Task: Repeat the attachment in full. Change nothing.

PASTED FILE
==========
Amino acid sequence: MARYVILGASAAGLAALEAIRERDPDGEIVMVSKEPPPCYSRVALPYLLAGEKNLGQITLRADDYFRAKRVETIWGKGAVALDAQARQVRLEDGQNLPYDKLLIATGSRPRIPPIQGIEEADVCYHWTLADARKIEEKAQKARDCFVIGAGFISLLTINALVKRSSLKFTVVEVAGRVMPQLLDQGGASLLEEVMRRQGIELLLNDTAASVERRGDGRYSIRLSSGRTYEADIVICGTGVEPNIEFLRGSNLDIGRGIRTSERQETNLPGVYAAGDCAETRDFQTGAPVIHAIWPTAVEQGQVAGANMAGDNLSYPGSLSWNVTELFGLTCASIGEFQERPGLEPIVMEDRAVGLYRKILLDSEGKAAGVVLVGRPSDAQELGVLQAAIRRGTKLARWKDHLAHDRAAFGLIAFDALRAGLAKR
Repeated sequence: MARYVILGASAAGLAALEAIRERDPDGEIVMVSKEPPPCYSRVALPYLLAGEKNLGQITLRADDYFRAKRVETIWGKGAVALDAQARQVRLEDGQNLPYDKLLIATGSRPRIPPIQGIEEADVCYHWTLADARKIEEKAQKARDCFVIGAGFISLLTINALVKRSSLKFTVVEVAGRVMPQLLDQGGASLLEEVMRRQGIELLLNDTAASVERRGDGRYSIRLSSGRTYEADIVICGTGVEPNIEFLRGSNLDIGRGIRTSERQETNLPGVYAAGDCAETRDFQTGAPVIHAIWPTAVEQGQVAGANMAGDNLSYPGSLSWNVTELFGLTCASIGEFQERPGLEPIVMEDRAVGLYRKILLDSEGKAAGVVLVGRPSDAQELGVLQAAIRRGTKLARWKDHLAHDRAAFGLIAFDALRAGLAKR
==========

Amino acid sequence: MARYVILGASAAGLAALEAIRERDPDGEIVMVSKEPPPCYSRVALPYLLAGEKNLGQITLRADDYFRAKRVETIWGKGAVALDAQARQVRLEDGQNLPYDKLLIATGSRPRIPPIQGIEEADVCYHWTLADARKIEEKAQKARDCFVIGAGFISLLTINALVKRSSLKFTVVEVAGRVMPQLLDQGGASLLEEVMRRQGIELLLNDTAASVERRGDGRYSIRLSSGRTYEADIVICGTGVEPNIEFLRGSNLDIGRGIRTSERQETNLPGVYAAGDCAETRDFQTGAPVIHAIWPTAVEQGQVAGANMAGDNLSYPGSLSWNVTELFGLTCASIGEFQERPGLEPIVMEDRAVGLYRKILLDSEGKAAGVVLVGRPSDAQELGVLQAAIRRGTKLARWKDHLAHDRAAFGLIAFDALRAGLAKR
Repeated sequence: MARYVILGASAAGLAALEAIRERDPDGEIVMVSKEPPPCYSRVALPYLLAGEKNLGQITLRADDYFRAKRVETIWGKGAVALDAQARQVRLEDGQNLPYDKLLIATGSRPRIPPIQGIEEADVCYHWTLADARKIEEKAQKARDCFVIGAGFISLLTINALVKRSSLKFTVVEVAGRVMPQLLDQGGASLLEEVMRRQGIELLLNDTAASVERRGDGRYSIRLSSGRTYEADIVICGTGVEPNIEFLRGSNLDIGRGIRTSERQETNLPGVYAAGDCAETRDFQTGAPVIHAIWPTAVEQGQVAGANMAGDNLSYPGSLSWNVTELFGLTCASIGEFQERPGLEPIVMEDRAVGLYRKILLDSEGKAAGVVLVGRPSDAQELGVLQAAIRRGTKLARWKDHLAHDRAAFGLIAFDALRAGLAKR